PwC Strategy& economists Lullu Krugel, and Christie Viljoen see a high probability of Moody’s Investor Service downgrading South Africa to non-investment grade this year, despite an encouraging Budget Speech 2019, delivered by finance minister Tito Mboweni to Parliament on Wednesday, 20 February.
“His address was forthright about the challenges facing the country, and while there were many bitter pills to swallow in the detail, the minister provided some good news – for rating agencies – on key subjects like Eskom and the public sector wage bill,” Krugel said.
“These sweet words, depending on whose ears it falls, can, however, not detract from the wide budget deficit and huge debt that the public sector is struggling with,” the economist said.
National Treasury revised down the South African economy’s growth to 1.5% in 2019. In the 2019 Budget Review document on Wednesday, Treasury said Gross Domestic Product (GDP) has been revised down since the Medium Term Budget Policy Statement (MTBPS) tabled in October 2018.
The document attributed the drop in forecast from the 1.7% tabled at the MTBPS to 1.5% – to a fragile recovery in employment and investment, and a less supportive global trade environment.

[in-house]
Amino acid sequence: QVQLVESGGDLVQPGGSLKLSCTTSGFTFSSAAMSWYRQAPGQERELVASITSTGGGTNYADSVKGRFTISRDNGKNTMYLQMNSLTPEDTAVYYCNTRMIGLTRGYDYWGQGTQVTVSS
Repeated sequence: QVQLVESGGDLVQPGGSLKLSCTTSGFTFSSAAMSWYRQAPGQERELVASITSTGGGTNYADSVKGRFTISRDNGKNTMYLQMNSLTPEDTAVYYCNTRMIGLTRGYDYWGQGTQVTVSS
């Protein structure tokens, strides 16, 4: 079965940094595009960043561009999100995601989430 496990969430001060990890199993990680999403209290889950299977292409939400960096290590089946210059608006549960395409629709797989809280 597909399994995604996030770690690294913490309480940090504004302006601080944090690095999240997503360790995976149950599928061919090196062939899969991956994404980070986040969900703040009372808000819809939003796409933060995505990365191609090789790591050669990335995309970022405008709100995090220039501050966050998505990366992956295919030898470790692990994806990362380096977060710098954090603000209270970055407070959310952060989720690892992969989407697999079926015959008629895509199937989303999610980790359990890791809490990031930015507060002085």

“The weaker outlook projects a slow improvement in production and employment following poor investment growth in 2018, and a moderation in global trade and investment. The medium-term outlook is subdued, with GDP growth projected to reach 2.1% in 2021, supported by a gradual improvement in confidence, more effective public infrastructure spending, and a better commodity price outlook than previously assumed,” noted the document.
This as South Africa’s GDP growth slowed from 1.3% in 2017 to an estimated 0.7% in 2018.
Revenue boost from personal income tax
PwC noted that gross tax revenue projections for 2018/19 have been revised lower by R15.4 billion (1.2%) compared to MTBPS estimates. Around half of this is due to higher-than-expected VAT refunds, with the remainder contributed to lower tax collections, driven to a large extent by disappointing tax collections from companies and personal income taxes.
In response to ongoing concerns over the underperformance of collections by the South African Revenue Service (SARS), Minister Mboweni indicated that the Davis Tax Committee would investigate the gap between revenue collected that taxes that should be paid.
Reducing the public wage bill
Minister Mboweni acknowledged what most local economists have been saying for a long time: that the public sector wage bill is unsustainably large. “As a result, he is cutting national and provincial compensation budgets by R27 billion over the next three years,” Krugel said.
Most of these savings will come from early retirement options for older employees, with details to follow in coming weeks. Furthermore, Members of Parliament (MPs), provincial legislatures and executives at SOEs will not be receiving remuneration increase in this year, PWc said.
Public entities are also encouraged to freeze the salaries of workers earning more than R1.5 million rand per annum in the 2019/20 fiscal period, it said.